Have you ever felt the strong urge to be in nature? We can mentally become disconnected from nature because we’re now deeply embedded in a human-made world, the natural world can often be forgotten and overlooked and this may be contributing to our planet's destruction. In this photographic series “Back to Nature” I seek for that connection, a realization that we are part of an ecosystem that affects how we experience the world here and now; a shared space that influences our emotional response, beliefs and attitudes towards nature’. There are different perspectives on what a connection to nature is. For instance, it can be viewed as an extended sense of self, an identity that includes nature – a cognitive belief about our place in the natural world. Our society view people as separable from their environment, with health being a function of the individual. How about reflecting on ‘mind-body-nature connection’? Where our health depends on biological, psychological and natural environment factors.
Being in Nature awakens our imagination and provokes exploration. It creates a setting and space to swim, dive, walk , hike, climb, meditate, discover, providing a feeling of well-being and a place for self reflection. By looking inward we can realize a closer connection to nature. With this series, I take you to my space to pause in nature, a setting that enables me to prompt reflection bringing me meaning and joy.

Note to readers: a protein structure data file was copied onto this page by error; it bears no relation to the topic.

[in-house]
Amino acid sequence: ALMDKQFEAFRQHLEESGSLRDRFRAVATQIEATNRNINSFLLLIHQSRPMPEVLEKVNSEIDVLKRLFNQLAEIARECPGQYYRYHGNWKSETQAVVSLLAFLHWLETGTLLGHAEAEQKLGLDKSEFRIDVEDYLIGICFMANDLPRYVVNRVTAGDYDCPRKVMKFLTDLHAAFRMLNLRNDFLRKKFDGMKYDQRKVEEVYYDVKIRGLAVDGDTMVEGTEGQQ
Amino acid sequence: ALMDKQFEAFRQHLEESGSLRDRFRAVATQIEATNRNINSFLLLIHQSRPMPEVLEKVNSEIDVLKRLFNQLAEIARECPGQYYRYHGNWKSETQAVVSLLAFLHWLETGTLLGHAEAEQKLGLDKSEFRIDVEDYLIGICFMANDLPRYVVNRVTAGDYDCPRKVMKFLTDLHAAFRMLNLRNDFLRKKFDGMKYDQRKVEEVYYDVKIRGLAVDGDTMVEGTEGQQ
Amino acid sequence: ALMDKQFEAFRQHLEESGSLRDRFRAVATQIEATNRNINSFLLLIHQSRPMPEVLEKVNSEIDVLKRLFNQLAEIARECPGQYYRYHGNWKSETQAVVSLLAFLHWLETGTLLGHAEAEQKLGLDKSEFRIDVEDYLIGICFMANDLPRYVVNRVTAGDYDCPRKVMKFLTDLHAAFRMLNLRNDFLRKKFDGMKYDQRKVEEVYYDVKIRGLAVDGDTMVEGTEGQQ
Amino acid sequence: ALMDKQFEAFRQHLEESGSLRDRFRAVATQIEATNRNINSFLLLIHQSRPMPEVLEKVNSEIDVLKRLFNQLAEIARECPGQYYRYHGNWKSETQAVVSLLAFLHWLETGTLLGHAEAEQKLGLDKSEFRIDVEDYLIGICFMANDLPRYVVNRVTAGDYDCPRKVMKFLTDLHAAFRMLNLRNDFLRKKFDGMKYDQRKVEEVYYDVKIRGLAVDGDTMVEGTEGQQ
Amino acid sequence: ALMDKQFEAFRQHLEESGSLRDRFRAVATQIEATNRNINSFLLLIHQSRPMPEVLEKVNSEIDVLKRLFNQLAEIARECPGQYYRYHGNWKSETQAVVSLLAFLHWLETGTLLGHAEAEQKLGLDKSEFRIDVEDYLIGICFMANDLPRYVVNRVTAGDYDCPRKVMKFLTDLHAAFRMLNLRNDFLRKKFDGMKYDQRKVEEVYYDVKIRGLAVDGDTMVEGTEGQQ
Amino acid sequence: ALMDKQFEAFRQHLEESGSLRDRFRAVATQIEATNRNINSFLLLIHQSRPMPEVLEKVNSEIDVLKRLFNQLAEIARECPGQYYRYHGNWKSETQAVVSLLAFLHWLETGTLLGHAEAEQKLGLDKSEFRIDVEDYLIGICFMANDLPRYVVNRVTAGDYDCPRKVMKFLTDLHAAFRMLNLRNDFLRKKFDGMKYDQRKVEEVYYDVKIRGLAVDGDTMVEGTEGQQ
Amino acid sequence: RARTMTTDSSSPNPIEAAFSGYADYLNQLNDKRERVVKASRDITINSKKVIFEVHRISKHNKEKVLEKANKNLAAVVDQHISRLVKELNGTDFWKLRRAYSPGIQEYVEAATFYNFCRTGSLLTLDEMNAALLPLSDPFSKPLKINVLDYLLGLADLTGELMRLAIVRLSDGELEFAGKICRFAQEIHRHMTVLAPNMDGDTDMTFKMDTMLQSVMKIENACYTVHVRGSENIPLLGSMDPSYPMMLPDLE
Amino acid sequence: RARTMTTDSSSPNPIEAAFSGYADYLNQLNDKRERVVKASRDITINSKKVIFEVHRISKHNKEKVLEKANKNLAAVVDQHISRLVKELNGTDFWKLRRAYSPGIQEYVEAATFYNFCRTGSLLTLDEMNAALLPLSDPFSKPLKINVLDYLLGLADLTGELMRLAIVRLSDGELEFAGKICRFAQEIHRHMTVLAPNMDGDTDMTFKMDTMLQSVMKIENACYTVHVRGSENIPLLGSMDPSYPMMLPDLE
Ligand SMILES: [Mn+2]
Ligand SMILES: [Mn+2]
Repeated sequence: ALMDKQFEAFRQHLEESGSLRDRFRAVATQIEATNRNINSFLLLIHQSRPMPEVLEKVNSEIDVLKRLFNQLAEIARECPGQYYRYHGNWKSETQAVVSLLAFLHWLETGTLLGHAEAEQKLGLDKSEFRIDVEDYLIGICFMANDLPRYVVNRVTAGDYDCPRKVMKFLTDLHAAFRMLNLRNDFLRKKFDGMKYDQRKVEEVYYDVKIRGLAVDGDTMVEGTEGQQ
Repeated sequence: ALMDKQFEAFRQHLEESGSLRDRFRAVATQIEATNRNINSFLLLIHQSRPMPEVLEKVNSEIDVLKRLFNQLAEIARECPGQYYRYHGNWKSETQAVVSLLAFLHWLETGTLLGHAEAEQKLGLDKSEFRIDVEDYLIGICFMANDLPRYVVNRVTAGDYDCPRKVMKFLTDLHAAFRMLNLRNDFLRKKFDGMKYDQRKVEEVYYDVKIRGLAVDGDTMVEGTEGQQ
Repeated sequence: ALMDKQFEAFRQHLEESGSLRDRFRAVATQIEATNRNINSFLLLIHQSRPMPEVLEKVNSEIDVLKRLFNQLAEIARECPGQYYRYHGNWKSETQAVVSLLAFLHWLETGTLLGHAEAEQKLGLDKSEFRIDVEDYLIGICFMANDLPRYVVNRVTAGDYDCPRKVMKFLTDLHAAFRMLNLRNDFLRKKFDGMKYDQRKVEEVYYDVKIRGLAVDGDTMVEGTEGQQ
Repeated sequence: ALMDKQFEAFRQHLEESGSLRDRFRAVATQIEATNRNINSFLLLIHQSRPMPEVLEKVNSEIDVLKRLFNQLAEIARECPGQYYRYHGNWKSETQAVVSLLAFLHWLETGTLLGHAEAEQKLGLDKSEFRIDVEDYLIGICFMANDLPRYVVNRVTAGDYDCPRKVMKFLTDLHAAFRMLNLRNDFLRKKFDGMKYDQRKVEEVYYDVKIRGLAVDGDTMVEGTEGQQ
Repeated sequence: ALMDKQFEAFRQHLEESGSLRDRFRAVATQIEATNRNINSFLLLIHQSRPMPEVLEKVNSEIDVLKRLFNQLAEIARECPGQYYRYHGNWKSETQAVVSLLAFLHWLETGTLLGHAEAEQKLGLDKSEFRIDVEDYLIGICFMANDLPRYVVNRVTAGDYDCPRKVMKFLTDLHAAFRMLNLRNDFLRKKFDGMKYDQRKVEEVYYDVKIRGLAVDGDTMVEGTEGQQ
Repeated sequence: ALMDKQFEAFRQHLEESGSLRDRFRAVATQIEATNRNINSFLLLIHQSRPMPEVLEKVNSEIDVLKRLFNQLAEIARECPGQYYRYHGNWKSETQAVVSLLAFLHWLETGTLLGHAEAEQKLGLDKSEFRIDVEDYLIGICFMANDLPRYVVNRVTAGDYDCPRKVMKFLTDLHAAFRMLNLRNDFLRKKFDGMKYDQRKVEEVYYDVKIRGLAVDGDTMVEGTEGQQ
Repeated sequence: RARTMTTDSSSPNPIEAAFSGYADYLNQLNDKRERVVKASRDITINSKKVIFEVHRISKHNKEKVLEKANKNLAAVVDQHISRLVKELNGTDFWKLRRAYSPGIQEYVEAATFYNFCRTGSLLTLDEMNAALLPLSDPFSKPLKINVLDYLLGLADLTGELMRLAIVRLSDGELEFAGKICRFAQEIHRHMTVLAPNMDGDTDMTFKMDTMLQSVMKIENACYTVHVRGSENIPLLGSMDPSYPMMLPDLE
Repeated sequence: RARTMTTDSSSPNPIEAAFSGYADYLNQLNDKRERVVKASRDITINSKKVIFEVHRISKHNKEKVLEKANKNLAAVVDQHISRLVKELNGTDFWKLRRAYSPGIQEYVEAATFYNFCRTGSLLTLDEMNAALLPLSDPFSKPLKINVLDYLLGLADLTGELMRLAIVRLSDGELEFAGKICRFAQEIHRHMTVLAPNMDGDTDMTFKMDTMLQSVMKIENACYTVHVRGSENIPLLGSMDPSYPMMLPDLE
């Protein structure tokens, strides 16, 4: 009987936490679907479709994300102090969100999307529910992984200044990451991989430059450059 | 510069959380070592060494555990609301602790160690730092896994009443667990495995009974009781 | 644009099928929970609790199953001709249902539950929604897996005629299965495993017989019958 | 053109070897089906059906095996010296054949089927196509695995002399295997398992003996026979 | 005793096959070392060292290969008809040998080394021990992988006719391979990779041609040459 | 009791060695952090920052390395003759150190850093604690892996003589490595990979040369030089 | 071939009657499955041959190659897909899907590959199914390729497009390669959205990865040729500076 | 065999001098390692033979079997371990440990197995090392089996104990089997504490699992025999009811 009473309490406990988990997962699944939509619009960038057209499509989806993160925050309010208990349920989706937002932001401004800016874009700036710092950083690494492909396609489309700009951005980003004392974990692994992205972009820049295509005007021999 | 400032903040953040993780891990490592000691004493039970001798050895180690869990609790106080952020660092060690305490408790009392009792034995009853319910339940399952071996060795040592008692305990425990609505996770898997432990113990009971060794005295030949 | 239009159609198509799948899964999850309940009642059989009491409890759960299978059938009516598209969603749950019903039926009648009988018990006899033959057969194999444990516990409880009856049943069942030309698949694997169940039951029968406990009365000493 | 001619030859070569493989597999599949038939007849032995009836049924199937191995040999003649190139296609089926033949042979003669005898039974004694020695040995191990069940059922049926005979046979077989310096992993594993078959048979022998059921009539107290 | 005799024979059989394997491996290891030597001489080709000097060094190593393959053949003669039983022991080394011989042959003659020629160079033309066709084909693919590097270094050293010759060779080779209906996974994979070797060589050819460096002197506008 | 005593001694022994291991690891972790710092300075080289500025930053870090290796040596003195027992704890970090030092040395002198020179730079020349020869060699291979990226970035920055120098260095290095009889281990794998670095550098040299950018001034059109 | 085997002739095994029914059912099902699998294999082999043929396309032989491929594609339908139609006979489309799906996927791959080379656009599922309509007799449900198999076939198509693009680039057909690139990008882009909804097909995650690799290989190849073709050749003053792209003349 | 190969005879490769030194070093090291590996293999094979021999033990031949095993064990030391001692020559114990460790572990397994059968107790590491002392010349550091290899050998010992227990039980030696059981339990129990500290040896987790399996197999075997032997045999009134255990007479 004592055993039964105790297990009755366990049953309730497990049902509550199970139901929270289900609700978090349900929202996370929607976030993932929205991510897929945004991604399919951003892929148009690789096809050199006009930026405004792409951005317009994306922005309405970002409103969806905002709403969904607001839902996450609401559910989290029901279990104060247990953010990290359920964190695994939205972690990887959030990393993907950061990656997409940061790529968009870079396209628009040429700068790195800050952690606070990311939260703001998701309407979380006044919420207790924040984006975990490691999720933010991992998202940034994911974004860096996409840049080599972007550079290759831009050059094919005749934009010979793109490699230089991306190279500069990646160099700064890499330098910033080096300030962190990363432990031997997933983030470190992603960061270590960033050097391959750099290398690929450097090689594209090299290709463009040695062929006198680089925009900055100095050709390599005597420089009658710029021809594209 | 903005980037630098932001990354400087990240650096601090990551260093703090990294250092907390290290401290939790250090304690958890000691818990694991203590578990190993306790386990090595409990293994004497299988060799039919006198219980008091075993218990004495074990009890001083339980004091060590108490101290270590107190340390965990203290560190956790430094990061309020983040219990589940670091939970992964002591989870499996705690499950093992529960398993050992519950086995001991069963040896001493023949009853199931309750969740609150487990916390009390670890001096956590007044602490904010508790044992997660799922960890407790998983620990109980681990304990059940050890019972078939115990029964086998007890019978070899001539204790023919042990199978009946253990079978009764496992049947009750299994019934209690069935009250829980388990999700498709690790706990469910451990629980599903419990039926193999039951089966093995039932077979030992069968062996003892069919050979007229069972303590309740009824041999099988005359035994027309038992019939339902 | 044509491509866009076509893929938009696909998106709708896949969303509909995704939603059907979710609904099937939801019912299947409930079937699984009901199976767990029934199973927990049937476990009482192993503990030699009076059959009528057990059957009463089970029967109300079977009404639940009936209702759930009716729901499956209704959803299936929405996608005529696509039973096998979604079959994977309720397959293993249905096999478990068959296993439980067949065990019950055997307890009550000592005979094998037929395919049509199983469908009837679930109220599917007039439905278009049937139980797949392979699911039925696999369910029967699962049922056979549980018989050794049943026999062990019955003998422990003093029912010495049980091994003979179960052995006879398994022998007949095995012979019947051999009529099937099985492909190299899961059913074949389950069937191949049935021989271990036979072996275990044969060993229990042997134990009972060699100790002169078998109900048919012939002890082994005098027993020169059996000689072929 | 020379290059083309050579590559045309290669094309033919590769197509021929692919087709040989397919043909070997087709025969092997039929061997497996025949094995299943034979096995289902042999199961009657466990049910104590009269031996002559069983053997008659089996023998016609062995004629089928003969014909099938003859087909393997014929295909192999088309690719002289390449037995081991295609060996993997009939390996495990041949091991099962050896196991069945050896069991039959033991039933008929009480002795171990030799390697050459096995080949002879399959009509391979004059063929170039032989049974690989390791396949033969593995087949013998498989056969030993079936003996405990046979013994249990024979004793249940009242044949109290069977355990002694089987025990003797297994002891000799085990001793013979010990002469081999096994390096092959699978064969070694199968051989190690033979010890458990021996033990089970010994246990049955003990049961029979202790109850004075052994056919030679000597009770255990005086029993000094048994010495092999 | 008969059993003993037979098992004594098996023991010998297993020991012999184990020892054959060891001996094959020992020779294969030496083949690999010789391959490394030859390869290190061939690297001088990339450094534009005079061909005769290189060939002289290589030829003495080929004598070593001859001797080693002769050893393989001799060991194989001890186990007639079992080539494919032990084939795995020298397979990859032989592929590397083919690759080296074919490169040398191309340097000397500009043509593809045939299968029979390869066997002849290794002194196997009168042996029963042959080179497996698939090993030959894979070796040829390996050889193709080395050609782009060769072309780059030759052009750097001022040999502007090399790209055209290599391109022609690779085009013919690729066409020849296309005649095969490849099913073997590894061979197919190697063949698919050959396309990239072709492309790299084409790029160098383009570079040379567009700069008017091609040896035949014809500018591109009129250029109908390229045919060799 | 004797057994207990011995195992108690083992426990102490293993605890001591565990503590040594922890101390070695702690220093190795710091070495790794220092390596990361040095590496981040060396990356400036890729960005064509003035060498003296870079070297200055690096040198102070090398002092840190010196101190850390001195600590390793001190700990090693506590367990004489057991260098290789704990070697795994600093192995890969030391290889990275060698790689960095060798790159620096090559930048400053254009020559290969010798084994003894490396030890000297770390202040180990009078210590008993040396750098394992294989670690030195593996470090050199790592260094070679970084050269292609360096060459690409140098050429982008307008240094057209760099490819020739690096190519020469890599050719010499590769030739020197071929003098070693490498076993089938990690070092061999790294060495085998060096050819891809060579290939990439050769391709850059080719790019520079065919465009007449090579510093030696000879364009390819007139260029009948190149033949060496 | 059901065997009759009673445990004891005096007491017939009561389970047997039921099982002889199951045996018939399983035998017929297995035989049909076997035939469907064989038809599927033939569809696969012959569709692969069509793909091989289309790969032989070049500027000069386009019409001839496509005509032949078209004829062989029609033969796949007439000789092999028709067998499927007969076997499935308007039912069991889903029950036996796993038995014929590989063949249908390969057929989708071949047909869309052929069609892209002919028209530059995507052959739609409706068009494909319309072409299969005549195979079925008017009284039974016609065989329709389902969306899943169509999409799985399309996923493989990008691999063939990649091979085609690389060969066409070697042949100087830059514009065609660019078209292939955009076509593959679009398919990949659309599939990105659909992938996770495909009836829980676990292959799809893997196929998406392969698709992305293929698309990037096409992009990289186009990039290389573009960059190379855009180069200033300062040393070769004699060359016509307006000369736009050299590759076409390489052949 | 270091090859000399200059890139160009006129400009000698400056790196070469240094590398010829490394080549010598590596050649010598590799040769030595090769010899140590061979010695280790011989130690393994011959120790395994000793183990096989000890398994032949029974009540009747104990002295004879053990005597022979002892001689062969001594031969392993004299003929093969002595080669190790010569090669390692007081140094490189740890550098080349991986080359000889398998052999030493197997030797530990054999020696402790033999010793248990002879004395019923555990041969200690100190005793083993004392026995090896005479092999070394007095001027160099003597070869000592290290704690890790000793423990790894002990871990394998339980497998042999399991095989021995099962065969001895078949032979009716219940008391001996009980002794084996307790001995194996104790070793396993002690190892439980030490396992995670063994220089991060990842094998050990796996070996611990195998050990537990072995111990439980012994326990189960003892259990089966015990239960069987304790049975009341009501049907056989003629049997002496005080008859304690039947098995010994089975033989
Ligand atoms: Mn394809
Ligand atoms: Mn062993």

Back to Nature is an art installation created to visually stimulate and transport the viewer to a natural scenery. The underwater photography and green surrounding wall, immerse the observer in a green, peaceful and wild environment. This art installation is meant to bring a connection to nature in an urban setting.
The imagery was created in Tulum, Mexico. Photographed in a natural pit called cenote. The word cenote comes from the Mayan word dzonot, which means “well." This natural pools are filled by rain and water flowing from underground rivers.
The preserved moss surrounding the imagery will consist of several moss species that will complement the underwater photography, bringing a natural energy to the installation while enhancing the natural natural setting of the image. Through natural conservation in an exchange process, the water in the plant is replaced by glycerine and the chlorophyll by food coloring. Plants are kept permanently beautiful and no maintenance is required. The conservation process does not involve any chemical substances.